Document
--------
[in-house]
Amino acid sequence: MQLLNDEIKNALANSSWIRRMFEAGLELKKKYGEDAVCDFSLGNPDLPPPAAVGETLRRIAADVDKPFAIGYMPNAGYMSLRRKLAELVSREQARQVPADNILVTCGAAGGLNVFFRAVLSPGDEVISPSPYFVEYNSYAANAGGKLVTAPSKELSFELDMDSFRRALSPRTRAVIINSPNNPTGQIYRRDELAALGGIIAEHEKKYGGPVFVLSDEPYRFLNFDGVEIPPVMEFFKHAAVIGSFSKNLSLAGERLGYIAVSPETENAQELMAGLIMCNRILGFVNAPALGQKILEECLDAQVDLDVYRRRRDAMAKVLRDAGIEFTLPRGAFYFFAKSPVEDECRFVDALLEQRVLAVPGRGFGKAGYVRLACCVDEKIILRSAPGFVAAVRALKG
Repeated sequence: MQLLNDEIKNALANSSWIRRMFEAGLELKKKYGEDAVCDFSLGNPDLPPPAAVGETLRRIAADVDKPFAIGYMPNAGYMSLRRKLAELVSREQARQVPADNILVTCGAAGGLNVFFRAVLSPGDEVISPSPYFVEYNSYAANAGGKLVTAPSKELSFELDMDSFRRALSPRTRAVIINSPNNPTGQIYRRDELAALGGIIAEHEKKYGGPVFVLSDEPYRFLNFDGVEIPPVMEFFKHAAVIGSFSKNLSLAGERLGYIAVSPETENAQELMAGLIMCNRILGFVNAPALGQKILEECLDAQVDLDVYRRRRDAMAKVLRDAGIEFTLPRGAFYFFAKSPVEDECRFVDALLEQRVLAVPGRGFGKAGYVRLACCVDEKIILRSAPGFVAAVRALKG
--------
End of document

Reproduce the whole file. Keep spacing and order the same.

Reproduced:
[in-house]
Amino acid sequence: MQLLNDEIKNALANSSWIRRMFEAGLELKKKYGEDAVCDFSLGNPDLPPPAAVGETLRRIAADVDKPFAIGYMPNAGYMSLRRKLAELVSREQARQVPADNILVTCGAAGGLNVFFRAVLSPGDEVISPSPYFVEYNSYAANAGGKLVTAPSKELSFELDMDSFRRALSPRTRAVIINSPNNPTGQIYRRDELAALGGIIAEHEKKYGGPVFVLSDEPYRFLNFDGVEIPPVMEFFKHAAVIGSFSKNLSLAGERLGYIAVSPETENAQELMAGLIMCNRILGFVNAPALGQKILEECLDAQVDLDVYRRRRDAMAKVLRDAGIEFTLPRGAFYFFAKSPVEDECRFVDALLEQRVLAVPGRGFGKAGYVRLACCVDEKIILRSAPGFVAAVRALKG
Repeated sequence: MQLLNDEIKNALANSSWIRRMFEAGLELKKKYGEDAVCDFSLGNPDLPPPAAVGETLRRIAADVDKPFAIGYMPNAGYMSLRRKLAELVSREQARQVPADNILVTCGAAGGLNVFFRAVLSPGDEVISPSPYFVEYNSYAANAGGKLVTAPSKELSFELDMDSFRRALSPRTRAVIINSPNNPTGQIYRRDELAALGGIIAEHEKKYGGPVFVLSDEPYRFLNFDGVEIPPVMEFFKHAAVIGSFSKNLSLAGERLGYIAVSPETENAQELMAGLIMCNRILGFVNAPALGQKILEECLDAQVDLDVYRRRRDAMAKVLRDAGIEFTLPRGAFYFFAKSPVEDECRFVDALLEQRVLAVPGRGFGKAGYVRLACCVDEKIILRSAPGFVAAVRALKG